|The first excerpt represents the past or something you must release, and is drawn from Disputation of the Power and Efficacy of Indulgences by Dr. Martin Luther:
remissiones et participationes tribueret?
14.  Ex quo Papa salutem querit animarum per venias magis quam
pecunias, Cur suspendit literas et venias iam olim concessas, cum
sint eque efficaces?
15.  Hec scrupulosissima laicorum argumenta sola potestate
compescere nec reddita ratione diluere, Est ecclesiam et Papam
hostibus ridendos exponere et infelices christianos facere.
16.  Si ergo venie secundum spiritum et mentem Pape
predicarentur, facile illa omnia solverentur, immo non essent.
17.  Valeant itaque omnes illi prophete, qui dicunt populo
Christi `Pax pax,' et non est pax.
|The second excerpt represents the present or the deciding factor of the moment, and is drawn from The Son of Tarzan by Edgar Rice Burroughs:
saw the newcomer. The latter's back was toward him while his
body hid the stranger from Meriem's eyes.
He crossed the tent quickly, stepping over Jenssen's body.
The first intimation Malbihn had that he was not to carry out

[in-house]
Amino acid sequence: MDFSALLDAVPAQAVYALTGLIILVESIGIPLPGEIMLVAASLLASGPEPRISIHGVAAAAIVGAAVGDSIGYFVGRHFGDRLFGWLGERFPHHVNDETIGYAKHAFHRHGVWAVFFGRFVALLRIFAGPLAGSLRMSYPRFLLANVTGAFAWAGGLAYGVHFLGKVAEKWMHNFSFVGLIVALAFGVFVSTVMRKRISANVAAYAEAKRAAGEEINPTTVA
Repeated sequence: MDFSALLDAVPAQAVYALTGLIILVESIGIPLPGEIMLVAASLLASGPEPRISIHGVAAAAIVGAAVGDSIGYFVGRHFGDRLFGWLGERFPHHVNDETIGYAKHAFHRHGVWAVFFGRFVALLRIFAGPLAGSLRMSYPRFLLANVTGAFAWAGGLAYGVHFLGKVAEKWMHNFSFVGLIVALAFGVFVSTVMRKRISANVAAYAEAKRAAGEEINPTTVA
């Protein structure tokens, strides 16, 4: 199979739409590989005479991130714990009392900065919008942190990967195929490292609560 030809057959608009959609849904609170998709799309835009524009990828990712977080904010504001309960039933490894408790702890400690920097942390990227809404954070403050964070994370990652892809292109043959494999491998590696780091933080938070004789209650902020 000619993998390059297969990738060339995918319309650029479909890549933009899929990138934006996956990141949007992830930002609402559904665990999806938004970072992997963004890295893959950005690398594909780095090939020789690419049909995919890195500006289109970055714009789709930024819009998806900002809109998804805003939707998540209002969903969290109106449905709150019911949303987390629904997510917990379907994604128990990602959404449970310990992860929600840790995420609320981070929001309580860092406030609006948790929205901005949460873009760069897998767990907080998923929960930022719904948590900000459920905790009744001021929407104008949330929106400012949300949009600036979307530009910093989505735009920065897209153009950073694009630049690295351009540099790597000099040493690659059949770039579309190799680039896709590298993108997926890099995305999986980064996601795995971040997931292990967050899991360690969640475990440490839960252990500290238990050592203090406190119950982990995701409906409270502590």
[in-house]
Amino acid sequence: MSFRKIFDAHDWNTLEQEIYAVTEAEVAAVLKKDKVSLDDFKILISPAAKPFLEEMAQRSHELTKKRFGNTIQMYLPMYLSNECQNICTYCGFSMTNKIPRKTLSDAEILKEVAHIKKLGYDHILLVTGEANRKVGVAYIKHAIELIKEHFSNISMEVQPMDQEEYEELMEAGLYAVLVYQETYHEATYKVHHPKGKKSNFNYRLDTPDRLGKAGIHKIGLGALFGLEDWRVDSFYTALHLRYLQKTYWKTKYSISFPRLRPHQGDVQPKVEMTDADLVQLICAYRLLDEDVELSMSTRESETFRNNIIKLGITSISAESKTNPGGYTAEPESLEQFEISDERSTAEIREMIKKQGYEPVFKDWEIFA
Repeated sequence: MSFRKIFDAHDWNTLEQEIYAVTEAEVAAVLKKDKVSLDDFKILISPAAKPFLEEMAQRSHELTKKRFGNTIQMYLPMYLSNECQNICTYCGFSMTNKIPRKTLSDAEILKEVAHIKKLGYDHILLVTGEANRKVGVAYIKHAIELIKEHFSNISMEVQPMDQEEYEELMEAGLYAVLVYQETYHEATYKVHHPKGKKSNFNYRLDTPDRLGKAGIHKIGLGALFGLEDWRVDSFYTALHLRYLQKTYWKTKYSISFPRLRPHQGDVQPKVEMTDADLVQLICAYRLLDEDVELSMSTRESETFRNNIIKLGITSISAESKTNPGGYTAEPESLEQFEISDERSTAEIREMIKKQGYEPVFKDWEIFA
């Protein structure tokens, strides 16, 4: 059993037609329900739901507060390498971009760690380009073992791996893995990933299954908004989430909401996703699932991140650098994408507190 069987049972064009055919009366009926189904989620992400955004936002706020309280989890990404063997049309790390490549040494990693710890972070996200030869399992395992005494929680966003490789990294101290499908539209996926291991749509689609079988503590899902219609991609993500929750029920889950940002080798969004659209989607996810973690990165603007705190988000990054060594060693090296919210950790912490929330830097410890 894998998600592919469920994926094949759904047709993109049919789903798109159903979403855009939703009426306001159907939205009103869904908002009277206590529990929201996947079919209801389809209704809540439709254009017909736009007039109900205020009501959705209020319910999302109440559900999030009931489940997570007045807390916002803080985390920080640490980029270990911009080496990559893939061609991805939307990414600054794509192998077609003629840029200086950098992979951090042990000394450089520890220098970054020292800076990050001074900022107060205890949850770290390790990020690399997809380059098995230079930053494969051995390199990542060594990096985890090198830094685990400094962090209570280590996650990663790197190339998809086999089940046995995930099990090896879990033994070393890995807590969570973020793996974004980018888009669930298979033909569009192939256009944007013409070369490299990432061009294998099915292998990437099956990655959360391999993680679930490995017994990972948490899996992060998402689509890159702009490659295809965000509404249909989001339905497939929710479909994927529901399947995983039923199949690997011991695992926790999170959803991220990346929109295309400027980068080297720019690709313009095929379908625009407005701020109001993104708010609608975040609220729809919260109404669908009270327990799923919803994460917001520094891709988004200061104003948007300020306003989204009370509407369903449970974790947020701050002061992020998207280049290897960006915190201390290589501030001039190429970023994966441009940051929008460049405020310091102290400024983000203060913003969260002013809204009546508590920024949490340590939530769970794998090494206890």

his design without further interruption was a heavy hand upon
his shoulder. He wheeled to face an utter stranger--a tall,
black-haired, gray-eyed stranger clad in khaki and pith helmet.
Malbihn reached for his gun again, but another hand had been
quicker than his and he saw the weapon tossed to the ground at
the side of the tent--out of reach.
"What is the meaning of this?" the stranger addressed his
The Son of Tarzan
|The third excerpt represents the future or something you must embrace, and is drawn from The Spirit of the Border by Zane Grey:
went with the bargain, marked the last stage in Joe's surrender to the border
fever. The silent, shaded glens, the mystery of the woods, the breath of this
wild, free life claimed him from this moment entirely and forever.
He met the others, however, with a serene face, showing no trace of the
emotion which welled up strongly from his heart. Nell glanced shyly at him;
Kate playfully voiced her admiration; Jim met him with a brotherly ridicule
which bespoke his affection as well as his amusement; but Colonel Zane, having
once yielded to the same burning, riotous craving for freedom which now
stirred in the boy's heart, understood, and felt warmly drawn toward the lad.
He said nothing, though as he watched Joe his eyes were grave and kind. In his
long frontier life, where many a day measured the life and fire of ordinary
The Spirit of the Border